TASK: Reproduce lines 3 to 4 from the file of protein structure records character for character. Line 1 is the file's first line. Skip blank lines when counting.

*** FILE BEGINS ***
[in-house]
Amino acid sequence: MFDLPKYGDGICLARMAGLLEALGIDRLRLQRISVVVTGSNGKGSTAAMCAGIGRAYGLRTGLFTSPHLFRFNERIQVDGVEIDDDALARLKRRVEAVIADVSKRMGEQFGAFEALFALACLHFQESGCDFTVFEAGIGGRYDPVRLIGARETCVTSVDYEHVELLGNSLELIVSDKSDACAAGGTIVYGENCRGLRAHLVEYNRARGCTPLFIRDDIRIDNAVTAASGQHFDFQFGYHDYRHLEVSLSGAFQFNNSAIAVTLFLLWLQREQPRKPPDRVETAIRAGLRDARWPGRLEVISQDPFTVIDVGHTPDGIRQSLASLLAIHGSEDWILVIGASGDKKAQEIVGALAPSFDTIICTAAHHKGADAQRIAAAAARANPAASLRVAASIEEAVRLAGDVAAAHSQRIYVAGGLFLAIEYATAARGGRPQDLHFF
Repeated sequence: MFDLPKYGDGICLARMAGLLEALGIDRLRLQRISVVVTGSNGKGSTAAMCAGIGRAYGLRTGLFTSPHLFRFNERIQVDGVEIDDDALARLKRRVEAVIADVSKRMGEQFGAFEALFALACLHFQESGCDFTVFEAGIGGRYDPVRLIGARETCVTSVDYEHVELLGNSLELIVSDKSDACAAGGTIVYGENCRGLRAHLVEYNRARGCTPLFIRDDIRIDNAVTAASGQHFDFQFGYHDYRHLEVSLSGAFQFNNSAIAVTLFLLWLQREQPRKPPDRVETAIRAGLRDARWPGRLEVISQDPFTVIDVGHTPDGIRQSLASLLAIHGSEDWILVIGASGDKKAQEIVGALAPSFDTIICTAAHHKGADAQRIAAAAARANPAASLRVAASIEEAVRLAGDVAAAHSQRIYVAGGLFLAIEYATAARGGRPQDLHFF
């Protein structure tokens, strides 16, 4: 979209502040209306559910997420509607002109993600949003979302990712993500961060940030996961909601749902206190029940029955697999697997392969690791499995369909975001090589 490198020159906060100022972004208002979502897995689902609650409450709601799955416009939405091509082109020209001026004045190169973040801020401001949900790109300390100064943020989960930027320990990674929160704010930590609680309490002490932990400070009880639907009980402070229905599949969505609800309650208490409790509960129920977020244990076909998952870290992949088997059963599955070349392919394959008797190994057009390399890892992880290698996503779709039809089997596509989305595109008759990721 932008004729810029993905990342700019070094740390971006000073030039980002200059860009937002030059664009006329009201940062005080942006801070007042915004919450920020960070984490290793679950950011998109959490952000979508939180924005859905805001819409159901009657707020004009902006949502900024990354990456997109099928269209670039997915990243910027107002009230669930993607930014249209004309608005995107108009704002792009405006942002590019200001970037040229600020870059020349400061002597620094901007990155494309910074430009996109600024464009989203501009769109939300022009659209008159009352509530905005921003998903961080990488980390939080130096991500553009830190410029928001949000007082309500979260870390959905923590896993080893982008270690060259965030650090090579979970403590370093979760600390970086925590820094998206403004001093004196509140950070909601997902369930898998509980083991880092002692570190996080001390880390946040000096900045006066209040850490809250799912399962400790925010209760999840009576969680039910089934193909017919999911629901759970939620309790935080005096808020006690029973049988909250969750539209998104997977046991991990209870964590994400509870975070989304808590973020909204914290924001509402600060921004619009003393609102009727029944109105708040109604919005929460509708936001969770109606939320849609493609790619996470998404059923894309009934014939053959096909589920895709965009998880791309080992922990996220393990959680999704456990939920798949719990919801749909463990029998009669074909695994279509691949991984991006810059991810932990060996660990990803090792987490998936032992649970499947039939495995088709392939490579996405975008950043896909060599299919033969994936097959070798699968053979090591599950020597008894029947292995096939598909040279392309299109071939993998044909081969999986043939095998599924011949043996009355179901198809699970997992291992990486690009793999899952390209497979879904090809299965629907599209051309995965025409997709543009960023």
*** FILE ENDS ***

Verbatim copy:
Repeated sequence: MFDLPKYGDGICLARMAGLLEALGIDRLRLQRISVVVTGSNGKGSTAAMCAGIGRAYGLRTGLFTSPHLFRFNERIQVDGVEIDDDALARLKRRVEAVIADVSKRMGEQFGAFEALFALACLHFQESGCDFTVFEAGIGGRYDPVRLIGARETCVTSVDYEHVELLGNSLELIVSDKSDACAAGGTIVYGENCRGLRAHLVEYNRARGCTPLFIRDDIRIDNAVTAASGQHFDFQFGYHDYRHLEVSLSGAFQFNNSAIAVTLFLLWLQREQPRKPPDRVETAIRAGLRDARWPGRLEVISQDPFTVIDVGHTPDGIRQSLASLLAIHGSEDWILVIGASGDKKAQEIVGALAPSFDTIICTAAHHKGADAQRIAAAAARANPAASLRVAASIEEAVRLAGDVAAAHSQRIYVAGGLFLAIEYATAARGGRPQDLHFF
């Protein structure tokens, strides 16, 4: 979209502040209306559910997420509607002109993600949003979302990712993500961060940030996961909601749902206190029940029955697999697997392969690791499995369909975001090589 490198020159906060100022972004208002979502897995689902609650409450709601799955416009939405091509082109020209001026004045190169973040801020401001949900790109300390100064943020989960930027320990990674929160704010930590609680309490002490932990400070009880639907009980402070229905599949969505609800309650208490409790509960129920977020244990076909998952870290992949088997059963599955070349392919394959008797190994057009390399890892992880290698996503779709039809089997596509989305595109008759990721 932008004729810029993905990342700019070094740390971006000073030039980002200059860009937002030059664009006329009201940062005080942006801070007042915004919450920020960070984490290793679950950011998109959490952000979508939180924005859905805001819409159901009657707020004009902006949502900024990354990456997109099928269209670039997915990243910027107002009230669930993607930014249209004309608005995107108009704002792009405006942002590019200001970037040229600020870059020349400061002597620094901007990155494309910074430009996109600024464009989203501009769109939300022009659209008159009352509530905005921003998903961080990488980390939080130096991500553009830190410029928001949000007082309500979260870390959905923590896993080893982008270690060259965030650090090579979970403590370093979760600390970086925590820094998206403004001093004196509140950070909601997902369930898998509980083991880092002692570190996080001390880390946040000096900045006066209040850490809250799912399962400790925010209760999840009576969680039910089934193909017919999911629901759970939620309790935080005096808020006690029973049988909250969750539209998104997977046991991990209870964590994400509870975070989304808590973020909204914290924001509402600060921004619009003393609102009727029944109105708040109604919005929460509708936001969770109606939320849609493609790619996470998404059923894309009934014939053959096909589920895709965009998880791309080992922990996220393990959680999704456990939920798949719990919801749909463990029998009669074909695994279509691949991984991006810059991810932990060996660990990803090792987490998936032992649970499947039939495995088709392939490579996405975008950043896909060599299919033969994936097959070798699968053979090591599950020597008894029947292995096939598909040279392309299109071939993998044909081969999986043939095998599924011949043996009355179901198809699970997992291992990486690009793999899952390209497979879904090809299965629907599209051309995965025409997709543009960023």